Fear, Emptiness, Despair, Napalm Death’s major-label experiment, shows the same lineup binding bleak English punk roots with the progressive metal aggression of its three-fifths American membership. As the whirlwind thrashes forward on “Retching on the Dirt,” a guitar or an extra beat is always riffing back in tense counterpoint. The band’s dissonance becomes a conscious effect, not a side benefit of chaos, and the marriage of intense anger and calculation yields a near-masterpiece of passionate negative realism.
Released after an uncharacteristically long silence, Greed Killing points the way toward further change, combining two Napalm-style attempts at accessibility with a few short blasters and one live track (Fear, Emptiness, Despair‘s “Plague Rages”). Something is up, as the band’s massive presence has been transliterated into sonic terms more familiar to Björk than Bolt Thrower.
With drums coming down in constant flurries and Greenway roaring his brains (or at least his uvula) out, Diatribes still manages to slow the pace and sound fairly airy. Repetitive discordant guitars find memorable hooks and create heavy, haunting background as intricate rhythms pile up on each other in a well-orchestrated onslaught. Whether metal fans or the pop scene are prepared for radio-ready grindcore, “Just Rewards” and “Glimpse Into Genocide” are relatively mainstream rock songs, an indication that Napalm Death’s long-term achievement may not be as idiomatic exemplars, but as genre-destroying innovators.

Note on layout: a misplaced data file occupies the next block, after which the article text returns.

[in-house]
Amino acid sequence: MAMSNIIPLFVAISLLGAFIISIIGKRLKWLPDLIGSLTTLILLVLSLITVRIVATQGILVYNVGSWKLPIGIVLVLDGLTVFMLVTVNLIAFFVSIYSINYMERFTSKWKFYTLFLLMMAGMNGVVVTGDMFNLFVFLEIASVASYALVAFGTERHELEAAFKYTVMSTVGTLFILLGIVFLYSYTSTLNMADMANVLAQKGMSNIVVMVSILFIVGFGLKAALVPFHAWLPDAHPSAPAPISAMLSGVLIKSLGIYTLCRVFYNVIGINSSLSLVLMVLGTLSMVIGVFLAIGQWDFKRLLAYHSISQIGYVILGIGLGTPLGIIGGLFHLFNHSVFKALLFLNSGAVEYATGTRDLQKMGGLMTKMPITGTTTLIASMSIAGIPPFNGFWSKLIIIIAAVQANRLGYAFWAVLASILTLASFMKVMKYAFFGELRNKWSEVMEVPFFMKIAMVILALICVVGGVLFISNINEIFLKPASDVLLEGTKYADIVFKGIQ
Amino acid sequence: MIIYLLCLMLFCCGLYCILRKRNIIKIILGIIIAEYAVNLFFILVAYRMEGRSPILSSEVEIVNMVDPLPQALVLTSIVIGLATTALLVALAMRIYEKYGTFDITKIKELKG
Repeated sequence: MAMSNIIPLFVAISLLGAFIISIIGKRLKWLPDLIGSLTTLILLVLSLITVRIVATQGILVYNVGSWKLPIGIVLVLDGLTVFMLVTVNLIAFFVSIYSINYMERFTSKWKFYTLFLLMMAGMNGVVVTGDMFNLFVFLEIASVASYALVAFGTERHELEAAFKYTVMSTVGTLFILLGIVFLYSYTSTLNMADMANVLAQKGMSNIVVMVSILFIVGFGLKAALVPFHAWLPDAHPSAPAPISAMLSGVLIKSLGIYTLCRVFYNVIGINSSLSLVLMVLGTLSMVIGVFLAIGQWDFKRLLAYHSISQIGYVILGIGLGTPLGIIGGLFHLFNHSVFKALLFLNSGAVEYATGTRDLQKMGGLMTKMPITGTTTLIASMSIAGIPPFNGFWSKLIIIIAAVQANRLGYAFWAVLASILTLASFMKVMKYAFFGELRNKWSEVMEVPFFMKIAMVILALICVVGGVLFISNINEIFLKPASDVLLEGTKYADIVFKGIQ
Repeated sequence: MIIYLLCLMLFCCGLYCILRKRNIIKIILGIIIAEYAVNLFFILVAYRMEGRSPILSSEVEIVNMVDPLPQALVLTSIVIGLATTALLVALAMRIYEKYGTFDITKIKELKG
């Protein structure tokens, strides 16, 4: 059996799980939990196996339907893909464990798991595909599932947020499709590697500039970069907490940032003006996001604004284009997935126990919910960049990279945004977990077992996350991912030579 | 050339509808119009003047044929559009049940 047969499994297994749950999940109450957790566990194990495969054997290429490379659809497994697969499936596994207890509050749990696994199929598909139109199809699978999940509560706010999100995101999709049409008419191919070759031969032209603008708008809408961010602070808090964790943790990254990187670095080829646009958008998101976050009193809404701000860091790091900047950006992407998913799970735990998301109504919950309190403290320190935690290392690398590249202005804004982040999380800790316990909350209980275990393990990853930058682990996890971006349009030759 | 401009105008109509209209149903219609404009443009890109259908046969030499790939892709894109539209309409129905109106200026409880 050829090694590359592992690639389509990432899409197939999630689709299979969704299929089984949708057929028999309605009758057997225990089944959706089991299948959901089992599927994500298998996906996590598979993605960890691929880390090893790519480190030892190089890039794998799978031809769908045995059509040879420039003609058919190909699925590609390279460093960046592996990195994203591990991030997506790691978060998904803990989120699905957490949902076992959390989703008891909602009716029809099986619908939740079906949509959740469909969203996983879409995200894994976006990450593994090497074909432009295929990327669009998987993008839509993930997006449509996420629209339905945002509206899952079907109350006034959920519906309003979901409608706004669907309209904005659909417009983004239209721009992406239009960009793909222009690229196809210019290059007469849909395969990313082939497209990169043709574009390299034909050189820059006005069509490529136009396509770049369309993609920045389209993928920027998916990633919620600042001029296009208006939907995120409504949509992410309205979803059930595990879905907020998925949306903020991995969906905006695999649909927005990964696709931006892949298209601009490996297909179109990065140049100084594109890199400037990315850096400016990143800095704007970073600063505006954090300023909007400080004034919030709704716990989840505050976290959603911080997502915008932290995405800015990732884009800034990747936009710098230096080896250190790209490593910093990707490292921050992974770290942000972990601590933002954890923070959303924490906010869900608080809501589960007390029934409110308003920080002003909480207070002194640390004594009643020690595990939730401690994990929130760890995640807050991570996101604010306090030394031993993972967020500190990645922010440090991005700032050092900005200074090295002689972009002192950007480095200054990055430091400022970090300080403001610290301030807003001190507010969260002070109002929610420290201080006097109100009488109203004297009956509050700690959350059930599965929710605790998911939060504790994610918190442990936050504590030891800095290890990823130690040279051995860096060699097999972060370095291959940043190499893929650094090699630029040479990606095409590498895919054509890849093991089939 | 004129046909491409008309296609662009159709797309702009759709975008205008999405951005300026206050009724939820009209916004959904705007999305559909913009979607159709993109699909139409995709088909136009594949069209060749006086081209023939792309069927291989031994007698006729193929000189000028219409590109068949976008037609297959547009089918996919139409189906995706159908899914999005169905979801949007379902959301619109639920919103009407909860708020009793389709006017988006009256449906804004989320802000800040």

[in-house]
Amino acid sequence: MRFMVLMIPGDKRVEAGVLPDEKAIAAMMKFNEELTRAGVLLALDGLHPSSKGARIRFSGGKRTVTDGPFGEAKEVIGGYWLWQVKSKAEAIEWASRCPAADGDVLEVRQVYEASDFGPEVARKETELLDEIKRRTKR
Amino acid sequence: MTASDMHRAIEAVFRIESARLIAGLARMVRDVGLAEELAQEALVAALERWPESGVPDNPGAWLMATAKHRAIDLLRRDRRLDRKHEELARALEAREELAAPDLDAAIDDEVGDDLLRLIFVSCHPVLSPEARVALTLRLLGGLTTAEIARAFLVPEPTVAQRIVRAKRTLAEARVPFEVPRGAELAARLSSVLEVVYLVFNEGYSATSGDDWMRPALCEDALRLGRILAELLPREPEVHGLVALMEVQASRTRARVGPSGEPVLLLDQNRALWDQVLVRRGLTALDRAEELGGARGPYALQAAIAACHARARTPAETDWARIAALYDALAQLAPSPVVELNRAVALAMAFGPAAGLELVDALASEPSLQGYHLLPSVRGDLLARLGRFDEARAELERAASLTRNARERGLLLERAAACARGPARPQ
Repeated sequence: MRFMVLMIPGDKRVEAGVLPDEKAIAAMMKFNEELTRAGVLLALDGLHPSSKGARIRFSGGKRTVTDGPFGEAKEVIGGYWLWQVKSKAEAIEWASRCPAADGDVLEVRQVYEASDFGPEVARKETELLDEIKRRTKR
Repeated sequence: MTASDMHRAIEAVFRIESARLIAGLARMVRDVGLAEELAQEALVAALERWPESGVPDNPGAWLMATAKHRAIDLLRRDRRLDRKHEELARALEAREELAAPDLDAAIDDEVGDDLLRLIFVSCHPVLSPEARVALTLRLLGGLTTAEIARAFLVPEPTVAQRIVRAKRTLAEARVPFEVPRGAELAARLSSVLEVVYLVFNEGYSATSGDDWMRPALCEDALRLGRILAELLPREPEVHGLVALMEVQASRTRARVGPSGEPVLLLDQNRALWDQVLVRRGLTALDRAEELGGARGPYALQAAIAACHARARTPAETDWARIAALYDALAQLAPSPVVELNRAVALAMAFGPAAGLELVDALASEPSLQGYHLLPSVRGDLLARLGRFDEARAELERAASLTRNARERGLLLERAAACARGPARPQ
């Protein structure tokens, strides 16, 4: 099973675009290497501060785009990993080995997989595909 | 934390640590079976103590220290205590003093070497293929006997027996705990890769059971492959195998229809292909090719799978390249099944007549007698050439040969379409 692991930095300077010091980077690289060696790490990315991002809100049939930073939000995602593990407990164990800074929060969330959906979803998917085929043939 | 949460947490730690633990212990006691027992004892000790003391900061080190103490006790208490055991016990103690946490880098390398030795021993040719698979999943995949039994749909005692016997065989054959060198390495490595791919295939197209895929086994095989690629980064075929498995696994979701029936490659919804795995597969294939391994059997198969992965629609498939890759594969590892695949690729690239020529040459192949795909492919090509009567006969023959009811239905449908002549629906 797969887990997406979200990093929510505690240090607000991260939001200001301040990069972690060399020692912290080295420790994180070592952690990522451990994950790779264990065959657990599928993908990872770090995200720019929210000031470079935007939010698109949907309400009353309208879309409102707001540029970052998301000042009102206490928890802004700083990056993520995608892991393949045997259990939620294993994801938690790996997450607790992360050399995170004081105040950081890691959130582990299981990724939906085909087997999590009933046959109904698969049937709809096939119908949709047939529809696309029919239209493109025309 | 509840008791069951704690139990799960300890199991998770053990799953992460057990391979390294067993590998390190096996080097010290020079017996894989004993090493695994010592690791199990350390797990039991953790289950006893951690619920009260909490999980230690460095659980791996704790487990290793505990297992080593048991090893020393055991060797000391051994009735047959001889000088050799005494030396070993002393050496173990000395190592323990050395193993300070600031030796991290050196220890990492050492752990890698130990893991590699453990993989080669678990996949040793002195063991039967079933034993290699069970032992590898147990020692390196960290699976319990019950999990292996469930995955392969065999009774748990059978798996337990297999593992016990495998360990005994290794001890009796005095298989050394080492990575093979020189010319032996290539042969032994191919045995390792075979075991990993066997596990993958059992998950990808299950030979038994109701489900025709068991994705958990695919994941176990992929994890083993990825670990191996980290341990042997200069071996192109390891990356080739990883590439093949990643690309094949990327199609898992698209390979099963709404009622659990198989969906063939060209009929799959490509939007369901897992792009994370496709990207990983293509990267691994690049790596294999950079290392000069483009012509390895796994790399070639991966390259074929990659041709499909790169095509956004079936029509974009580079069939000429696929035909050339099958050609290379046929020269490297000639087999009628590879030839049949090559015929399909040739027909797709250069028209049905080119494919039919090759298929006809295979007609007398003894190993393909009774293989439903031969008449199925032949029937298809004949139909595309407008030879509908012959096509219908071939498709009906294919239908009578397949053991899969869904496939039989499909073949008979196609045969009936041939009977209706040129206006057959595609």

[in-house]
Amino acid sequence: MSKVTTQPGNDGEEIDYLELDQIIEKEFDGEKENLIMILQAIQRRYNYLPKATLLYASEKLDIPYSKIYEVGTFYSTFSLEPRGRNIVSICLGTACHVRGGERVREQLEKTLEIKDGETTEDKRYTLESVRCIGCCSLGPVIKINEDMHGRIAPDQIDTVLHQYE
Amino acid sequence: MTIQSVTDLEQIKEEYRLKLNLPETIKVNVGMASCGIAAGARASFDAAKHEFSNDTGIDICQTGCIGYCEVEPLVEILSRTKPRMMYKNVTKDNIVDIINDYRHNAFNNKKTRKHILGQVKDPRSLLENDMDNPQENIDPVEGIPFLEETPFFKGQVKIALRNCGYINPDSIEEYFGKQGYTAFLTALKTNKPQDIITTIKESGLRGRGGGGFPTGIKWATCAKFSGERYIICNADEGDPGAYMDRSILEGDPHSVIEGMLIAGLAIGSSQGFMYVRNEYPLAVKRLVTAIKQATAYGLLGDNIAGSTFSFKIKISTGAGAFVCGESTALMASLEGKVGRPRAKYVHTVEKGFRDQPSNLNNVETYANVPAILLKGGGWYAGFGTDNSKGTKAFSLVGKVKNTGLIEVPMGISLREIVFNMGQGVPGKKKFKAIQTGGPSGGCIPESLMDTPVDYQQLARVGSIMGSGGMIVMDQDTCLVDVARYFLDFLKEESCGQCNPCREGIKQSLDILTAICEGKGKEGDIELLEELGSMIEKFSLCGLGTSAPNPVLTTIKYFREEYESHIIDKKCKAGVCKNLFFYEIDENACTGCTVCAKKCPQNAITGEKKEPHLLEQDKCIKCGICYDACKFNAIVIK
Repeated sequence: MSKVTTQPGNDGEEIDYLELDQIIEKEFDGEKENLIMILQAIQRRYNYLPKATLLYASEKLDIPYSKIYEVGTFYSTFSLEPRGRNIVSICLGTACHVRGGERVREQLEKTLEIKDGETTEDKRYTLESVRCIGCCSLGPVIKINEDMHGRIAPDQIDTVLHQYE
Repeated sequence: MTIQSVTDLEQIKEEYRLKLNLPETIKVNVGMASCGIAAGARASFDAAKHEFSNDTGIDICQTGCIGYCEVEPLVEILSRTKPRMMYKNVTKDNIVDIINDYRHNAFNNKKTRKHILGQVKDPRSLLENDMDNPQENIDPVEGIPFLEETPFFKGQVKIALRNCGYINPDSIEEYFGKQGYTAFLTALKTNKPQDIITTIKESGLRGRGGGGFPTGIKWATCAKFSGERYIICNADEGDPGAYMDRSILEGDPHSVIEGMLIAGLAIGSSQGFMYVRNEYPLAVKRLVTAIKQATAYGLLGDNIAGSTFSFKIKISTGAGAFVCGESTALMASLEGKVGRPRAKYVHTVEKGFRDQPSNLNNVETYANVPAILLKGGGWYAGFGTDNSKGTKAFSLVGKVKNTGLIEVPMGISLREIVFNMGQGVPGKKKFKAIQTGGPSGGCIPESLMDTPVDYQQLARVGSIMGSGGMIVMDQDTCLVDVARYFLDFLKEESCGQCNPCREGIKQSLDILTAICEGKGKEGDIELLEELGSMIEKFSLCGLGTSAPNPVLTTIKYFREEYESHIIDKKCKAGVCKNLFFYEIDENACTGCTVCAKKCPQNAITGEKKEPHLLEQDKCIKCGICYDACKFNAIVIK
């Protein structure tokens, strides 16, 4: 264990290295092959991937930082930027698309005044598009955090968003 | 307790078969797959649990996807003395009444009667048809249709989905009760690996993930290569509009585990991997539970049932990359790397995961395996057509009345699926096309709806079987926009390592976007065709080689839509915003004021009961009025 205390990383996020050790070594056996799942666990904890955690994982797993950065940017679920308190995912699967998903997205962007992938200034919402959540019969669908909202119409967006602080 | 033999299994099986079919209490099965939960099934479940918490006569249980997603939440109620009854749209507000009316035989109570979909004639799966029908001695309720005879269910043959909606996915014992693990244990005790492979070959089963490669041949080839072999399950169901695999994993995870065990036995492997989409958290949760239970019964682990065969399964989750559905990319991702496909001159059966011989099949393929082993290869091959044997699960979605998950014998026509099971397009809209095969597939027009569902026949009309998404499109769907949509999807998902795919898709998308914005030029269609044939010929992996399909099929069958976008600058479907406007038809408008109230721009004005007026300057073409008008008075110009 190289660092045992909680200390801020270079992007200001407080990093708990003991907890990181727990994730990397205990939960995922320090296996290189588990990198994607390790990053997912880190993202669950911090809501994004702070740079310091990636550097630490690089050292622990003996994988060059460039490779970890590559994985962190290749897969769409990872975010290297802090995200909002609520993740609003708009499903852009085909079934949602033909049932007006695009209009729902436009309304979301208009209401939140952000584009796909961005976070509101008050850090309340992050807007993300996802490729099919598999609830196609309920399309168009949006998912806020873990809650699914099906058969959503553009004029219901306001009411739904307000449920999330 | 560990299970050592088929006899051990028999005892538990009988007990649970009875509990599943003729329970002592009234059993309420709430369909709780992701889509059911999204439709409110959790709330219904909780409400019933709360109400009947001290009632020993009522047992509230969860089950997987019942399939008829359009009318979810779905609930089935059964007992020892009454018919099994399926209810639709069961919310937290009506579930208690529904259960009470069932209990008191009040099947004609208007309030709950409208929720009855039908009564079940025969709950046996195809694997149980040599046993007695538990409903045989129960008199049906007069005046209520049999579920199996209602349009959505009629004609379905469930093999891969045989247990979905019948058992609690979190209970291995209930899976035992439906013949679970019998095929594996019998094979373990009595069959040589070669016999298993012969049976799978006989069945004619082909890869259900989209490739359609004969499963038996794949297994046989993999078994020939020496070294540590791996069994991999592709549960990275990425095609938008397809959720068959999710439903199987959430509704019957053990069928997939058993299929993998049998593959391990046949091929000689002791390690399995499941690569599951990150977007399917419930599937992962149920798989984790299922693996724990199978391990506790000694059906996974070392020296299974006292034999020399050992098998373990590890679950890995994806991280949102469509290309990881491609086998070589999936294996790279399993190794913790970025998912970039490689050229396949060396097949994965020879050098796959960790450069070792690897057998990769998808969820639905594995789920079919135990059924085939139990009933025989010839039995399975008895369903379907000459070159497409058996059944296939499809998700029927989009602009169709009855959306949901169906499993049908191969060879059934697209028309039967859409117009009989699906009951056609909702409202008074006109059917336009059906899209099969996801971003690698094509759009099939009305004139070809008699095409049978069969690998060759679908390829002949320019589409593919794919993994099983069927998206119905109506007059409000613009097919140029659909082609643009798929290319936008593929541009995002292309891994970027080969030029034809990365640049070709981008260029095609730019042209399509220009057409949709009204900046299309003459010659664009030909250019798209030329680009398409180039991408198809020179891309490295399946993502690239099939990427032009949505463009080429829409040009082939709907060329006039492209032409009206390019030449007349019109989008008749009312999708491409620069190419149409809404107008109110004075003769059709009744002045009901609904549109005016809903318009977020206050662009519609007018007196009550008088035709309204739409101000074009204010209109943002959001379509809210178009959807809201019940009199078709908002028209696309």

On their own, guitarist Mitch Harris and bassist Shane Embury have taken advantage of corporate backing to record with their friends and drum machines. Embury and vocalist Lou Koller of Sick of It All present a harshly digitized vision of hardcore as Blood From the Soul: To Spite the Gland That Breeds is anger taken to the point of exhaustion. (Most biologically dubious lyric: “Tendons on a nerve edge / Spasms uncontrolled.”) There’s more breathing room in Harris’ Meathook Seed, Skinny Puppy-style metal psychedelia executed with the help of Embury and two members of Obituary.